The roots of Marsh Memorial Homes are to be found in the generosity of William Marsh.
William Marsh Born in 1822 in Walsall in Staffordshire, moved to the Cape colony with his wife Frances, and founded a hardware firm in Cape Town that became extremely successful. Their only son, Thomas Edward (always known by his second name, after his father’s older brother), was born in Cape Town in 1854. After matriculating from the South African College, Edward worked in his father’s business for seven years before responding to a call to the ministry and going to Richmond Methodist College in London to train as a minister.
William Marsh’s will reads “I, William Marsh, domiciled in this colony… declare this to be my last will and testament. I give and bequeath to my son, the Reverend Thomas Edward Marsh, one half or share of my estate… and bequeath the residue of my said estate to my said son in trust, or in the case of his death before or after me then to the committee for the time being of the Wesleyan South African Conference, in trust, to be applied to the founding and maintaining of a Home for destitute white children upon the same principles as those of Dr Stephenson’s Home in London, and be called Marsh Memorial Homes…” When William Marsh died on the 2 May 1901, Edward, as executor proceeded to fulfil his father’s wishes.
Edward chose Woodside Estate in Rondebosch, which originally had been a grant of 1.7 hectares to Andries Grové in 1790. By the time Thomas acquired it in 1878, it had grown to 25.7 hectares, stretching from the Black River to the north (on the far bank of which was the Salvation army social farm), to Firlands Estate in the south, Milner Road in the west, and to the east it extended beyond the Kromboom River, to the boundary of what is described on the plan drawn by the surveyors at the time, as “property of the South African Lands Company”; today, Melo Road in Athlone runs along a further strip of the original property.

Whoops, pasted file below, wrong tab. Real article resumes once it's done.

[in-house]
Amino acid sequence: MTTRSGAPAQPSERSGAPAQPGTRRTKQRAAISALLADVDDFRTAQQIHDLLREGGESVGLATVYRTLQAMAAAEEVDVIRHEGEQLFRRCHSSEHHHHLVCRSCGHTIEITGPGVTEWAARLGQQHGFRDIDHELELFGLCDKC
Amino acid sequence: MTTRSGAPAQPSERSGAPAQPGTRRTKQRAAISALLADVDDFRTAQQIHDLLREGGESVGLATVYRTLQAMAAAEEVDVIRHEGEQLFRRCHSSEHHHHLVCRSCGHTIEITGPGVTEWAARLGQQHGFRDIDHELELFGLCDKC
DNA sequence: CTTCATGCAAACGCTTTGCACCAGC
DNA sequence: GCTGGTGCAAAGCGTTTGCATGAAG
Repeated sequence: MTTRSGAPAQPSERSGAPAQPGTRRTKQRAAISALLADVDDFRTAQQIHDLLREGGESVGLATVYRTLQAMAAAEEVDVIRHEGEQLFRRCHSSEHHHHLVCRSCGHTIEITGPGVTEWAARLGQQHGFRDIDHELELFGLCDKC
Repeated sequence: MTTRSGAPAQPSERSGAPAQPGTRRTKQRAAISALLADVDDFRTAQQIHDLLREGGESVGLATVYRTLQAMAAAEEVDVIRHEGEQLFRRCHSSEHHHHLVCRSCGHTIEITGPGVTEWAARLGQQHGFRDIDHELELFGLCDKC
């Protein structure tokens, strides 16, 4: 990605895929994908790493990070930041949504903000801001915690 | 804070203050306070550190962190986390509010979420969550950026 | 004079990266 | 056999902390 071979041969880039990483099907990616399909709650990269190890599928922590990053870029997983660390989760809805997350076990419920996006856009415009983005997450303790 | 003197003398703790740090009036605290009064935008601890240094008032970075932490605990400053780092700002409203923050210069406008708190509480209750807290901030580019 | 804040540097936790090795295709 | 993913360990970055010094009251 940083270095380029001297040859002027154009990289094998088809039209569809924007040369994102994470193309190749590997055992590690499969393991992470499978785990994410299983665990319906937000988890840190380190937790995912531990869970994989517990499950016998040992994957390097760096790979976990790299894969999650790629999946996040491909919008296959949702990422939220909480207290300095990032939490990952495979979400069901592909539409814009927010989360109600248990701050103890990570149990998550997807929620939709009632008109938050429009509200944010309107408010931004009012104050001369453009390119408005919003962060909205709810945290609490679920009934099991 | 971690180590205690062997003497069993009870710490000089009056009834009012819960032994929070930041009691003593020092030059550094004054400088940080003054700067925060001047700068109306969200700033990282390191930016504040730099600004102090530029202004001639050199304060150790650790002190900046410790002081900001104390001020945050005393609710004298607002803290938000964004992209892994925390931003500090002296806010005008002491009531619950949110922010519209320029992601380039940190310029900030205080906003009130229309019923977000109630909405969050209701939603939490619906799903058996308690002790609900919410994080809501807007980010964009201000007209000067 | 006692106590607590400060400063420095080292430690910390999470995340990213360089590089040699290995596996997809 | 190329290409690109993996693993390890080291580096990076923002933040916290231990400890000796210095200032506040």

Four and a half hectares of the estate had been sub divided and sold off before Edward could make an offer, so he bought the remaining 21.2 hectares for £8 000. During the years 1902 to 1914 he bought any land that was left, except for the large plot at the southern end, on which stood Loopuyt House, built in 1895 and now popularly known as the Ghost house.
On the 28 August 1901 the Woodside property was transferred to Marsh Memorial Homes, the Homes officially opened their doors on the 12 January 1903 when the first children were admitted.
Much has changed over the years, the estate is considerably smaller with portions having been sold to raise funds, expropriated for the building of roads and leased to the Woodside Village Trust. So today on a smaller property the good work started by the Reverend Edward Marsh continues in the present Marsh Memorial Homes, a multicultural child and youth care facility under the auspices of The Methodist Church of Southern Africa.